What would like to see in a 360 photo?

Firstly, I would like to see more gigapixel panoramas. One of my best work is a gigapixel panorama (two x 1.1 gigapixel) of a volleyball match Asseco Resovia Rzeszow. It is the largest spherical image and it shows around 5000 spectators of the volleyball match. Such panoramas are a real challenge to create as they consist of tens to several hundred photos.

Secondly, I would love to see a 360 photo looking technically perfect. It's like with regular pictures that are perfectly exposed. I would like the panoramas to look good, too.

With the mainstream point-and-shoot 360 cameras taking a 360 photo is a lot easier as the photographer doesn't need to look at the exposure time, aperture, or ISO. However, some of them end up being too bright, too dark, crooked or badly stitched. And that's the problem, they shouldn't be shared, as they look unnatural and not very impressive. For me, the very first most important thing when creating panoramas is their technical value.

One of the bunkers on the Molotov Line in southeastern Poland. Photo: Tomasz Mielnik.

What are the best topics for a 360 photo?

I love to photograph landscapes and church interiors. I love to take panoramas of the dying architecture in southeastern Poland where I live. In my portfolio you can see the ruins of the churches, synagogues, roadside crosses and monuments.

I offer my panoramas to restaurateurs, and owners of hotels, bars, pubs, cafes, owners of beauty salons, gyms, shops, car repair shops, bed and breakfast places and many other outlets. A 360 photo perfectly captures the space inside, products, interior decorations, and overall atmosphere.

Landscape of southeastern Poland with a painting effect. Photo: Tomasz Mielnik.

What is the biggest challenge of a 360 photo compared to a regular one?

The priority is to break the record in gigapixel panoramas. The biggest 360 photo so far is a 3 gigapixel panorama of one of the Polish cities, Przemysl presented on Przemysl360. There was a date set to break this record in spring, however spring came rapidly which changed those plans. Personally, I finished two 6-gigapixel panoramas from my hometown Lubaczow. Hopefully soon we will be able to do even bigger panoramas.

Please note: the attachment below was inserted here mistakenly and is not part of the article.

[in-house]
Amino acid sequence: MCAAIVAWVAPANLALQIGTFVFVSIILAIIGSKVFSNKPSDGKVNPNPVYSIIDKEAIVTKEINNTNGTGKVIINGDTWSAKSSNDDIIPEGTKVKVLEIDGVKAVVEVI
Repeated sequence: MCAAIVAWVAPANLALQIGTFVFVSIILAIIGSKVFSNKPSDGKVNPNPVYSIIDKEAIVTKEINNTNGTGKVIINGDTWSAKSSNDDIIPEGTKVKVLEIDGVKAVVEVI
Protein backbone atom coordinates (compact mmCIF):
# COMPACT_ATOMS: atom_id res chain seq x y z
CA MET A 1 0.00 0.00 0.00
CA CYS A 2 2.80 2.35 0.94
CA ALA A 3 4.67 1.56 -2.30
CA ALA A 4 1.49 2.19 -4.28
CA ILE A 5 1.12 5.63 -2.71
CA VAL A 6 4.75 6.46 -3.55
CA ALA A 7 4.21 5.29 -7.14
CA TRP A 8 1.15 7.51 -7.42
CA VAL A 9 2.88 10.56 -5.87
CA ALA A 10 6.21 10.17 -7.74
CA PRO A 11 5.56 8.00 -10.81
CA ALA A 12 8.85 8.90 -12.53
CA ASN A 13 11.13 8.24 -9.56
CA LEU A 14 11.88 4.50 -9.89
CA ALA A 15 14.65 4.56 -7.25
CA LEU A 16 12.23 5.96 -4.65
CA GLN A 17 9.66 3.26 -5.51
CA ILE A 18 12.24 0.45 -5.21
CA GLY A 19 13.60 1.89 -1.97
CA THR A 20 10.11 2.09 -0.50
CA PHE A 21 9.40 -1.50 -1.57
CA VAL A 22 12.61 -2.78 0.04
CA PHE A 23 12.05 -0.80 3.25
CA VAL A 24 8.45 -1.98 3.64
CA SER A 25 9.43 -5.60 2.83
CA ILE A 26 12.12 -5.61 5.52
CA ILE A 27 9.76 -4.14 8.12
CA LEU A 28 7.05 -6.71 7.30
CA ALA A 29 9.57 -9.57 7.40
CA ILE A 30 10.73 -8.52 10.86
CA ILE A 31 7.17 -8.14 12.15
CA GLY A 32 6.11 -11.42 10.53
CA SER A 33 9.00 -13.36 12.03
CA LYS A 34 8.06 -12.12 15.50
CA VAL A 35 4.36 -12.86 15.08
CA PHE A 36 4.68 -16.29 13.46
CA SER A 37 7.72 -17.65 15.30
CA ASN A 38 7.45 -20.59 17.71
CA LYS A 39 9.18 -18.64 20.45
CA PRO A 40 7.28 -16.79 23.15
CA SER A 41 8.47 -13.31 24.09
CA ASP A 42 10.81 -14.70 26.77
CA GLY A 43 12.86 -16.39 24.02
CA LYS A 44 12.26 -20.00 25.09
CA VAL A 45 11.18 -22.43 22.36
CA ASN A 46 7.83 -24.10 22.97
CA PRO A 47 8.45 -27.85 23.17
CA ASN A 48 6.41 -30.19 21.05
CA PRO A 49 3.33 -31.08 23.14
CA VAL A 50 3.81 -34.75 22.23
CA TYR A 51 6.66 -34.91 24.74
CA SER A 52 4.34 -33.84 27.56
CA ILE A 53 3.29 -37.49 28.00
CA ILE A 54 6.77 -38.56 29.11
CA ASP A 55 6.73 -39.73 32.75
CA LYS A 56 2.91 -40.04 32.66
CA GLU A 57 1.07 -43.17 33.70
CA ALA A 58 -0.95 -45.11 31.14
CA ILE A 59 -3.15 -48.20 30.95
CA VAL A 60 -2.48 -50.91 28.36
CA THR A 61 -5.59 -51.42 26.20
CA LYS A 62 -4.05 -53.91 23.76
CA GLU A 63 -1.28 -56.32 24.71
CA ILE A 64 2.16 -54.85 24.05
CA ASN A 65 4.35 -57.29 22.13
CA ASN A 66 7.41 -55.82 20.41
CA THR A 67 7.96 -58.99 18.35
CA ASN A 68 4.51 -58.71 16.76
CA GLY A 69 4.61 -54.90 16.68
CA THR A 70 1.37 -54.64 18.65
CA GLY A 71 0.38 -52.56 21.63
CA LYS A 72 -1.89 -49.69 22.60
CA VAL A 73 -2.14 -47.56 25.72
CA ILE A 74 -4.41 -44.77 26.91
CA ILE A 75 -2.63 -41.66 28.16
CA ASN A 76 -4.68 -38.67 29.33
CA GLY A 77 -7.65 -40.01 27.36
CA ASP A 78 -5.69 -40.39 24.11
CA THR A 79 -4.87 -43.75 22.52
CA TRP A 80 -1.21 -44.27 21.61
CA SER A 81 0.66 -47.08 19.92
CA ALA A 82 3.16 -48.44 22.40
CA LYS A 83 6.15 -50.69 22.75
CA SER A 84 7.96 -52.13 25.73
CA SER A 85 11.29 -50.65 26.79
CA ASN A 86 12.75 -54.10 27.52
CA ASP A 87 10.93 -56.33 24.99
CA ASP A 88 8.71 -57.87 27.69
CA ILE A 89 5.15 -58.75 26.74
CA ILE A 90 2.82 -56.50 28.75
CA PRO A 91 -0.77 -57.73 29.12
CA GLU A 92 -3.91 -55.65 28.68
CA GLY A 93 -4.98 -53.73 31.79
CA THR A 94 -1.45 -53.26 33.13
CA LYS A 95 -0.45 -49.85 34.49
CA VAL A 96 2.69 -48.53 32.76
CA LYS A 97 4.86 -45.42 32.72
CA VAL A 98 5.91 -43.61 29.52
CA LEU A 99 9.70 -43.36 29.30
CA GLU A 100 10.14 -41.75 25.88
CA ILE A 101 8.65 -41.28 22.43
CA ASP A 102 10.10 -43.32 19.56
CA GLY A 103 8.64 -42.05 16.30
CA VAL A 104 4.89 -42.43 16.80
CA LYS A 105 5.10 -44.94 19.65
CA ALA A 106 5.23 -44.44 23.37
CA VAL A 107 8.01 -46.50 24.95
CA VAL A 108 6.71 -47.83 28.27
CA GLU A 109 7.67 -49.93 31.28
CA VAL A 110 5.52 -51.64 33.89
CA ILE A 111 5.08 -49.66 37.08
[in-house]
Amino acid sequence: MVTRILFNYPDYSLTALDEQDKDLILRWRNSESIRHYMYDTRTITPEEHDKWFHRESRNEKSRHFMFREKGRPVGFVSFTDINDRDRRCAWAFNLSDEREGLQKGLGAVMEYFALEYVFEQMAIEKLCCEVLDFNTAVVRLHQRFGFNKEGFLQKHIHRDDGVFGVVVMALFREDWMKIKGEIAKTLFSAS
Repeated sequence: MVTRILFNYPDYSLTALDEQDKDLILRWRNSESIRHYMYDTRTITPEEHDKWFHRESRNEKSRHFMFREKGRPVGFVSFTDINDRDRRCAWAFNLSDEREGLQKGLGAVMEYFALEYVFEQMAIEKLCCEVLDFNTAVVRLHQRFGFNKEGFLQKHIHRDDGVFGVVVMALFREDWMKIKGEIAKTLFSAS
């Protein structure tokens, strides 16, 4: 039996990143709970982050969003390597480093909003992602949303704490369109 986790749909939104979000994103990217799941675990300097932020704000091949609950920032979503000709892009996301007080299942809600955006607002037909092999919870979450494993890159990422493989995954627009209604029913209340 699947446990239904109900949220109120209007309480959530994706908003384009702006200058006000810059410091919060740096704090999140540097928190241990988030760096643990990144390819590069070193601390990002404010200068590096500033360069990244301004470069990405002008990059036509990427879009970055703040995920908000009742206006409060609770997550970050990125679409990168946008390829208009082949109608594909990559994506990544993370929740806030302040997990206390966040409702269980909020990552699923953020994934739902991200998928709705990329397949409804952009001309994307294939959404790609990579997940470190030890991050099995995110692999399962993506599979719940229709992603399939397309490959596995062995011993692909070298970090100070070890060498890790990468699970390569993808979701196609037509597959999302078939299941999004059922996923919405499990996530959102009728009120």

Do you also work in 360/VR video or games?

Recently I've bought a Samsung Gear 360 camera, which shoots photos and videos in 360 degree. However the quality of those panoramas is not that great. My first 360 panoramas were taken with Nikon D70s, which is little aged now, but it is still a very good camera. Despite effectively lower resolution of a picture being shot with the Nikon, the image quality is much better than the picture taken with the modern Gear 360. However, Samsung has some advantages when it comes to 360 video, as it offers 4k resolution.

How will 360 photography evolve?

The natural evolution of 360 photography is VR - virtual reality. Here you can combine panoramas with added effects and in addition a 360 photo can be viewed with a VR headset. It is very interesting for me to see the global trend going in this direction. You can generate VR worlds using computer programs, and then you can watch them using VR goggles, with no need to be physically present in that place. In the future I would like to combine a traditional 360 photo with computer generated graphics and build experiences in VR.

Thank you!

You can see more 360 photos on Tomasz's Kuula profile. You can also find a collection of his photos on Lubaczow360 and Tomasz Mielnik Photography. Soon Tomasz's work will be featured in the 2017 Calendar promoted by one of the biggest cities in Poland. Congrats, Tomasz!

Kuula is a community for anyone who likes VR, creative photography & great illustrations. On Kuula you can follow your favourite artists, get inspired, save your favourite posts and give feedback. Find out more at kuula.co.